A combination of atmospheric weather patterns caused the 2018 heatwave in Europe, but this heatwave and other extreme weather events have been directly linked to the artificial heating of our atmosphere - otherwise known as global warming. Global warming is sometimes also known as the ‘greenhouse effect’ because sun rays are able to penetrate layers of carbon dioxide and other greenhouse gases when they enter the earth’s atmosphere, but when they bounce off the earth’s surface and head out of the atmosphere they change wavelength. The exiting sun rays which travel on a shorter wavelength find it harder to penetrate the layer of carbon dioxide and other greenhouse gases and some are retuned back to the earth’s surface again, therefore heating the lower atmosphere. For the past two hundred years human beings have been artificially adding carbon dioxide to the atmosphere by burning fossil fuels such as coal to create energy for industry and domestic use. Carbon dioxide is also an exhaust gas from cars.

 
Who is going to deal with Global Warming?
 

When there is such a big issue like Global Warming it is easy to feel it is somebody else’s responsibility. It is the government’s job, not ours as individuals; it is the global super-power countries’ responsibility to fix it, not smaller countries’; it is big multi-national companies’ job to operate in a sustainable way, not smaller, local firms. It is valid to expect these larger groups and organisations to lead and set an example with sustainable development, but smaller organisations and individuals also need to take ownership through different mechanisms such as trying to reduce your carbon footprint, engaging with local green initiatives such as recycling and, of highest long-term importance, maintaining an environmental morality through education into working life.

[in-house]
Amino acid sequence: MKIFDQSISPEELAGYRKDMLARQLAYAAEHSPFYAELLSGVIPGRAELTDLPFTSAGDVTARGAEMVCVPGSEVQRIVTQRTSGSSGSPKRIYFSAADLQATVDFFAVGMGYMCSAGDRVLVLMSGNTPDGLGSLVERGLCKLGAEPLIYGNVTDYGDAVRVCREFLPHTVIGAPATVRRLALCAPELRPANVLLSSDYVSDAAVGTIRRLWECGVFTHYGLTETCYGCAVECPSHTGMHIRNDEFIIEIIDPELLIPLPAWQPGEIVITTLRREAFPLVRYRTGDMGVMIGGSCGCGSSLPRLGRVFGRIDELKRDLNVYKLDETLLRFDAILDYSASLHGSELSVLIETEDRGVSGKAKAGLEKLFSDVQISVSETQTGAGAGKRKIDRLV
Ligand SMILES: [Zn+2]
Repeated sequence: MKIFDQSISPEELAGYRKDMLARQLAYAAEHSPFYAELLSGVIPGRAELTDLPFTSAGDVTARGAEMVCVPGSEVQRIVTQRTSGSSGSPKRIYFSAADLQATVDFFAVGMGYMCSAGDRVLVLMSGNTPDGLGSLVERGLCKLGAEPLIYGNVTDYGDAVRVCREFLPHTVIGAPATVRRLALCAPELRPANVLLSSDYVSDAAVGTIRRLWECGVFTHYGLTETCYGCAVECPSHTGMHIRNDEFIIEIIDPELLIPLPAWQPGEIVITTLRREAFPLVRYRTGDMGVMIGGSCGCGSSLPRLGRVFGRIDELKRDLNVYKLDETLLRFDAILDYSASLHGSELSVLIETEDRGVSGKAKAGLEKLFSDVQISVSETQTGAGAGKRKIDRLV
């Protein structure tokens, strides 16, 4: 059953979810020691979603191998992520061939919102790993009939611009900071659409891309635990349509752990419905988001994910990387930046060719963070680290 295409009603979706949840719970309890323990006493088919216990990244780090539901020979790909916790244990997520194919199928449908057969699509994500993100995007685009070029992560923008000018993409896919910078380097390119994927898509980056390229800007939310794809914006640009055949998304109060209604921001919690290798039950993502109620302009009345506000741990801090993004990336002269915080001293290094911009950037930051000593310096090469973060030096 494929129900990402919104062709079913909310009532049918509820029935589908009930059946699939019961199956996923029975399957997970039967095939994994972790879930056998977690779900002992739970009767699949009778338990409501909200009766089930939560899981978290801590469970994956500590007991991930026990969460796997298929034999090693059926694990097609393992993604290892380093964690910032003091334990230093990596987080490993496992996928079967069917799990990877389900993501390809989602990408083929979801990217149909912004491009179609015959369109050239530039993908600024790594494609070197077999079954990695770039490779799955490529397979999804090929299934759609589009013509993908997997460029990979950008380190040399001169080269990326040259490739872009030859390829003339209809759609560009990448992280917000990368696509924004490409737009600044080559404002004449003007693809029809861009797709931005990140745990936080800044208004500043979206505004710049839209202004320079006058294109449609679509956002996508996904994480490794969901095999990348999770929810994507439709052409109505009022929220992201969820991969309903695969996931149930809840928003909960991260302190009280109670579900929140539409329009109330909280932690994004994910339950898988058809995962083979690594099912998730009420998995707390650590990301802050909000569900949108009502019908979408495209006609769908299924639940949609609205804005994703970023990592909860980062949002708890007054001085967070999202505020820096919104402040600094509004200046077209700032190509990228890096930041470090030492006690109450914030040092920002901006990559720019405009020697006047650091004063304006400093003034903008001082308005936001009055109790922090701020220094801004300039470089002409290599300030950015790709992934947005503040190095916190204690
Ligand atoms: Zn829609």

Wildfires, tornadoes, floods and droughts are real, life-threatening dangers that have been directly linked to global warming. But take a moment to think beyond the news reports and headlines to another level, to the long term. Earth’s human population is increasing at a rapid rate and will top 9 billion people by 2050. Food and housing demand will inevitably require more natural environments to be given over to use for human consumption, increasing factors which may accelerate the chance of extreme weather events happening. For example, global deforestation has many negative impacts on wildlife but also reduces the amount of carbon that can be stored on the earth’s surface rather than moving into the atmosphere.
 
Therefore we need to think, not just about using electric cars and green energy, but also how we develop as a society. There is no easy answer but it falls upon our young people to attack these global issues head on and prevent apathy (indifference) to climate change reports. It has, after all, now clearly been scientifically proven beyond any doubt that global warming is a real phenomenon that is causing extreme weather events, and is a direct outcome of human development.

Download a free activity sheet about global warming here.

 
Core terminology
Global warming
Fossil fuels
Sustainable development
Green energy
Carbon footprint
Multi-national companies
 
Galore Park book references
Human Geography pages 100-102
Physical Geography pages 78-82

Tags: Galore Park, Geography, Geography for Common Entrance